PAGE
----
Senior officials from major intelligence agencies hold secret meeting at Singapore Summit

Director of National Intelligence Avril Haines

4th June 2023 – (Singapore) Major intelligence agencies from around the world convened in Singapore over the weekend for a secret meeting on the fringes of the Shangri-La Dialogue security summit. The meeting, which has been held discreetly for several years, was attended by senior officials from about two dozen countries, including the US, China and India. The Singapore government organises these meetings, which have not been previously reported, at a separate venue alongside the security summit.

Sources with knowledge of the discussions stated that the meeting is an important fixture on the international shadow agenda, promoting a deeper understanding of intentions and bottom lines between countries. There is an unspoken code among intelligence services that they can talk when more formal and open diplomacy is harder – this is a very important factor during times of tension, and the Singapore event helps promote that.

Although few details were available on the specific discussions in Singapore, sources stated that Russia’s war in Ukraine and transnational crime figured in the talks on Friday. No Russian representative was present, and Ukraine’s deputy defence minister, Volodymr V Havrylov, did not attend the intelligence meeting. The tone at the meeting was reportedly collaborative and cooperative, and not confrontational.

At the main security dialogue, more than 600 delegates from 49 countries held three days of plenary sessions, as well as closed-door bilateral and multilateral meetings at the sprawling Shangri-La Hotel. Australian Prime Minister Anthony Albanese gave the keynote address while US Secretary of Defense Lloyd Austin, Chinese Defence Minister Li Shangfu and counterparts from Britain, Japan, Canada, Indonesia and South Korea also spoke.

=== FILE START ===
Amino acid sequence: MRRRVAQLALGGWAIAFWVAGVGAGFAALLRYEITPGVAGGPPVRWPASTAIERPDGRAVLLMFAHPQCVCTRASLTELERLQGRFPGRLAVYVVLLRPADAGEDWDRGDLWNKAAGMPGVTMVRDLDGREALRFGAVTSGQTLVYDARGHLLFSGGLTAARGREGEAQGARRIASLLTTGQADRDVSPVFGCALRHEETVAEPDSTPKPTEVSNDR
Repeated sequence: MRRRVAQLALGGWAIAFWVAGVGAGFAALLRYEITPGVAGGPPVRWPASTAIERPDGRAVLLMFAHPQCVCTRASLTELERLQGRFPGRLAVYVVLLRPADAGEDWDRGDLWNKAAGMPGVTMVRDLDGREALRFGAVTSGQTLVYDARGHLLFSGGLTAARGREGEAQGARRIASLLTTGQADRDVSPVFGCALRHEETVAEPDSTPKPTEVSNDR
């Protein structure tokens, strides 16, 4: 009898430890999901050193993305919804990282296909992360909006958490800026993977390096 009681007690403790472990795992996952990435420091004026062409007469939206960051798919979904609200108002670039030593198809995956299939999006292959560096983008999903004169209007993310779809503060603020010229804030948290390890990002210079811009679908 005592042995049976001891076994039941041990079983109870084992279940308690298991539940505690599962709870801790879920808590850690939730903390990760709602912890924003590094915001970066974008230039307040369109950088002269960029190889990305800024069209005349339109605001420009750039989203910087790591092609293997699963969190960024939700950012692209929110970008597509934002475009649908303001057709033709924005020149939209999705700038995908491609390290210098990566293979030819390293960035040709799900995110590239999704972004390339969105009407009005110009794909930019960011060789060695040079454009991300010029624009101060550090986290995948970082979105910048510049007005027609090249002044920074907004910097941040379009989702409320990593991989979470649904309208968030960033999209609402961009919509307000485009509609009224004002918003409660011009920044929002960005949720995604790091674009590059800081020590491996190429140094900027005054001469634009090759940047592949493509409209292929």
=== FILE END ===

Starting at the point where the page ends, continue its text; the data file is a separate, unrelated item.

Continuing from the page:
Director of National Intelligence Avril Haines represented the US at the meeting, and the Five Eyes network, which includes the US, Britain, Canada, Australia and New Zealand, operate to gather and share a broad range of intelligence. The intelligence officials from these countries meet frequently, but larger meetings of the intelligence community are rarer, and almost never publicised.

The spokesperson for the Singapore Ministry of Defence said that while attending the Shangri-La Dialogue, “participants including senior officials from intelligence agencies also take the opportunity to meet their counterparts”. “The Singapore Ministry of Defence may facilitate some of these bilateral or multilateral meetings,” the spokesperson said. “Participants have found such meetings held on the sidelines of the (dialogue) beneficial.”

All five sources who discussed the meetings declined to be identified because of the sensitivity of the matter. The US Embassy in Singapore said it had no information on the meeting, and the Chinese and Indian governments did not immediately respond to requests for comment.

US officials said on Friday that CIA Director William Burns visited China last month for talks with Chinese counterparts as the Biden administration seeks to boost communications with Beijing. At a discussion on cybersecurity in the main meeting, Haines said in response to a question from a Chinese military officer that cooperation between countries was essential. “It is absolutely critical, even when there is distrust, and even when you are facing in effect adversaries, that you still try to work through and cooperate on issues of mutual interest and also try to manage the potential for escalation,” she said.